A rule is simply an if-then statement. It is comprised of two parts - a antecedent and a classification. A rule may capture a data point, or sample, if that sample satisfies the rule's antecedent. For instance, a rule may be anything of the following:
If age > 25 then predict favorite sport = tennis
If location = Eastern US then predict average temperature = 55 degrees C
If likes pie then predict chance of a heart attack before 50 = 30%
The antecedent in the last example above is
likes pie while the classification is
chance of a heart attack before 50 = 30%. A rule is generated by simply looking at which classification from results in the highest accuracy when paired with a given antecedent. For instance, if, in the third example above, 32.4% of the training set said they liked pie, then
chance of a heart attack before 50 = 30% would be a better classification for that antecedent than
chance of a heart attack before 50 = 60%
In the algorithms presented on this webpage, we use only rules with binary antecedents and binary classifications. For example,
If age > 25 then predict likes sports = true
If IQ > 180 AND is mathematician = true then predict Fields medal winner = true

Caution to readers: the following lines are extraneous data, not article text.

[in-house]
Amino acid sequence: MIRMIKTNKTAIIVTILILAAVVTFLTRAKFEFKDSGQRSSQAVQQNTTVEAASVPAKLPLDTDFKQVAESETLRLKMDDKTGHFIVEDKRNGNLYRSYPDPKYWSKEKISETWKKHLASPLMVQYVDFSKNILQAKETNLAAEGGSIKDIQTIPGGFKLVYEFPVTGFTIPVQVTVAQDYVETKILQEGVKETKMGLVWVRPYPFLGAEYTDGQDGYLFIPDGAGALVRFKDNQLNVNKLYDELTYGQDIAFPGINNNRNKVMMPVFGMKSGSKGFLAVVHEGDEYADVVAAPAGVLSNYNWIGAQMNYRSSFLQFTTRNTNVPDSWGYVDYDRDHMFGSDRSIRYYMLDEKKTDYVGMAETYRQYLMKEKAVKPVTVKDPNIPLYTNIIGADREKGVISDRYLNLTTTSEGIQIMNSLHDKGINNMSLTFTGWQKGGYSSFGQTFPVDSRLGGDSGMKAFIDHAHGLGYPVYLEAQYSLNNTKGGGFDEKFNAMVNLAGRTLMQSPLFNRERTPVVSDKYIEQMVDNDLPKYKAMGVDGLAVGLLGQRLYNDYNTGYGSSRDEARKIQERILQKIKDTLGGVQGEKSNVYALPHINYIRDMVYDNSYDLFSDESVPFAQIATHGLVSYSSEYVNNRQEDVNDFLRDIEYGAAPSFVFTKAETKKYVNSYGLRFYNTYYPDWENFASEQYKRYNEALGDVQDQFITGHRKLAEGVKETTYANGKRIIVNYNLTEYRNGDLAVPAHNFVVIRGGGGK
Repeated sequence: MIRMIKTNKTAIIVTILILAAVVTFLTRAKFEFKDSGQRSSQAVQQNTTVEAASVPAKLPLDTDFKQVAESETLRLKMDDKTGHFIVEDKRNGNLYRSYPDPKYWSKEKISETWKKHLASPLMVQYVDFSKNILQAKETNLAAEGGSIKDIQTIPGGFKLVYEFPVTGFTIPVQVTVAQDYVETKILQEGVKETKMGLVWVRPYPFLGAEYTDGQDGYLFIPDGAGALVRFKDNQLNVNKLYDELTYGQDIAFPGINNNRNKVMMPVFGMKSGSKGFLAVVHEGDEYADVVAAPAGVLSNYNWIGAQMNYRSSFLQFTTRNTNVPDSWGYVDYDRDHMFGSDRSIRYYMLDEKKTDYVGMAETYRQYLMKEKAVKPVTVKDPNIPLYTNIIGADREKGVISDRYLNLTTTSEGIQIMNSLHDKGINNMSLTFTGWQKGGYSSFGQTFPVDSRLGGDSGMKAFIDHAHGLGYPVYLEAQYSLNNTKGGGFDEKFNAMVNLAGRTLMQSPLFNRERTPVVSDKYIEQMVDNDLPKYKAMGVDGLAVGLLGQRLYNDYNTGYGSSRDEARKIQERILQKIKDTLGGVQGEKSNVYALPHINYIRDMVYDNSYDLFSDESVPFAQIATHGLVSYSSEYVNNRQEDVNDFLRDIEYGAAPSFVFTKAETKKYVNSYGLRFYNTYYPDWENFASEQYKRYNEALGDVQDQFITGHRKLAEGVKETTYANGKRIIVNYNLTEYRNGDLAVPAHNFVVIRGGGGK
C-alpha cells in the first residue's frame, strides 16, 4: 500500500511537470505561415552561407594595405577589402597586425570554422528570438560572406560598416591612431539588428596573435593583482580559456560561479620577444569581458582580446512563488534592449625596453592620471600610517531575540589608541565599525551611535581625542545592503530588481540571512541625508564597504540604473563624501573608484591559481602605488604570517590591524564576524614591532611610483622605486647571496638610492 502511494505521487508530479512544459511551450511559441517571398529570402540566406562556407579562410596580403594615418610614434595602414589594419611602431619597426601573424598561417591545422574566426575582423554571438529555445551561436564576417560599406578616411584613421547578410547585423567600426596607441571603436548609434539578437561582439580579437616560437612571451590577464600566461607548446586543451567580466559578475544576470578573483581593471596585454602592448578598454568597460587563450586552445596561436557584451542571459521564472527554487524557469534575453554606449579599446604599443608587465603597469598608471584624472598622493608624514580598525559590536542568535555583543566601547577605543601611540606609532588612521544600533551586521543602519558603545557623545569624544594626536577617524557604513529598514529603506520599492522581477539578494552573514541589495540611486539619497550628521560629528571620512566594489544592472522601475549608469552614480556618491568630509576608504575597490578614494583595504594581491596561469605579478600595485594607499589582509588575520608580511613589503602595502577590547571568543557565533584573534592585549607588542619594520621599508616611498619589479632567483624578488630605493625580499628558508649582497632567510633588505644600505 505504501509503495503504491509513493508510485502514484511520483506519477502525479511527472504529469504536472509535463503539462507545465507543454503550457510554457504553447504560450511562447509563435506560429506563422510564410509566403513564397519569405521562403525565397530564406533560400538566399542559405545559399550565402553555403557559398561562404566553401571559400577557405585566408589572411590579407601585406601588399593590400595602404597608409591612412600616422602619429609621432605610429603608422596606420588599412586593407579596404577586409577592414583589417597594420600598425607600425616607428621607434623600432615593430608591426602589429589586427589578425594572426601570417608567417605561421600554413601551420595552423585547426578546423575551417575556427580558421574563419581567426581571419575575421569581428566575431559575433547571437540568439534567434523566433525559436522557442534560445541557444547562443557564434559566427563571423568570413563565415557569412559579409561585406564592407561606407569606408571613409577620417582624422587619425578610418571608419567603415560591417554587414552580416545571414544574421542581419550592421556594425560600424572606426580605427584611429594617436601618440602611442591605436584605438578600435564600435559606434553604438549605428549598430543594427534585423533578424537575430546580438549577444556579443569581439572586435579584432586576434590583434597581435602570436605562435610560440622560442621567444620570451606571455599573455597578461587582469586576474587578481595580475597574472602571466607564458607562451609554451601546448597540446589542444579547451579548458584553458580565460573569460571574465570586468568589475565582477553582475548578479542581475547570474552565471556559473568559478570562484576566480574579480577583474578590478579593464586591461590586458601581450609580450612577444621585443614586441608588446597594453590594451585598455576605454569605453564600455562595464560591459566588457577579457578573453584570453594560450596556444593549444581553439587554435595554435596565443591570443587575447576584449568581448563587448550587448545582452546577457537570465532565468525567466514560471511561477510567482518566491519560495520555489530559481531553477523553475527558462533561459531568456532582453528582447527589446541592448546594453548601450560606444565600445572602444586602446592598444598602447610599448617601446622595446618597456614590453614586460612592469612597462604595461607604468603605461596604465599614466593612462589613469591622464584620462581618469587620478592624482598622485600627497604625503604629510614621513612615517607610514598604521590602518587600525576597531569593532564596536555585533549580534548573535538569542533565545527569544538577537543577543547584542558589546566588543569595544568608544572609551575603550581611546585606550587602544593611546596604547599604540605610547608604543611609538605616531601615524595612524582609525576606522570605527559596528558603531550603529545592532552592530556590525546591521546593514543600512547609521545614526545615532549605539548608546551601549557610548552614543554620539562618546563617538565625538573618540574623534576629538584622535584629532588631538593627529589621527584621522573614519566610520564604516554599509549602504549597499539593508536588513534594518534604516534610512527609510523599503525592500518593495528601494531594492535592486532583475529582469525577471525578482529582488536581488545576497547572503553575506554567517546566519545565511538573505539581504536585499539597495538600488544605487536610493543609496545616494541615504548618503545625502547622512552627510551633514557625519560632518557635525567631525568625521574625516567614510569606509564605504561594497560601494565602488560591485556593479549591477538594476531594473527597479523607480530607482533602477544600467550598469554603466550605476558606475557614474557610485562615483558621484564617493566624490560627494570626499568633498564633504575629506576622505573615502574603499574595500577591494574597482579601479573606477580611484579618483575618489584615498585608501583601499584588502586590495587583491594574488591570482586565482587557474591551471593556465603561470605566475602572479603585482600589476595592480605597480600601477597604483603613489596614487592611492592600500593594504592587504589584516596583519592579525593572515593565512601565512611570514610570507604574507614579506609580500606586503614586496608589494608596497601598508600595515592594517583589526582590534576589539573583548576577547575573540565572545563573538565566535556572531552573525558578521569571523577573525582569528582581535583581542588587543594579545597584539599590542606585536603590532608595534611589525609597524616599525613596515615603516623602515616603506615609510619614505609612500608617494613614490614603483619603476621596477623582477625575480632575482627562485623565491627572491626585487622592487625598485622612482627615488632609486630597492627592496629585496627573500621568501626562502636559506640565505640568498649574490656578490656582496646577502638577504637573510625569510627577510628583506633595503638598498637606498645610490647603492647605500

A rule list is simply a group of rules in a particular order, followed by a default rule. For instance,
A rule list can be used to classify samples. For if you were the evaluate an individual who is 50 years old, lives in the Western US, and wears glasses, over this rule list, she would be predicted to not like sports. However, if she was 24 years old, the rule list would predict that she does like sports.
The advantage of rule lists as predictive models is that they are human interpretable, as opposed to black box models such as neural nets. Proponents of such non-interpretable models often claim that they are necessary to acheive greater accuracy, but we have shown that it is possible for rule lists to have comparable or even greater accuracy.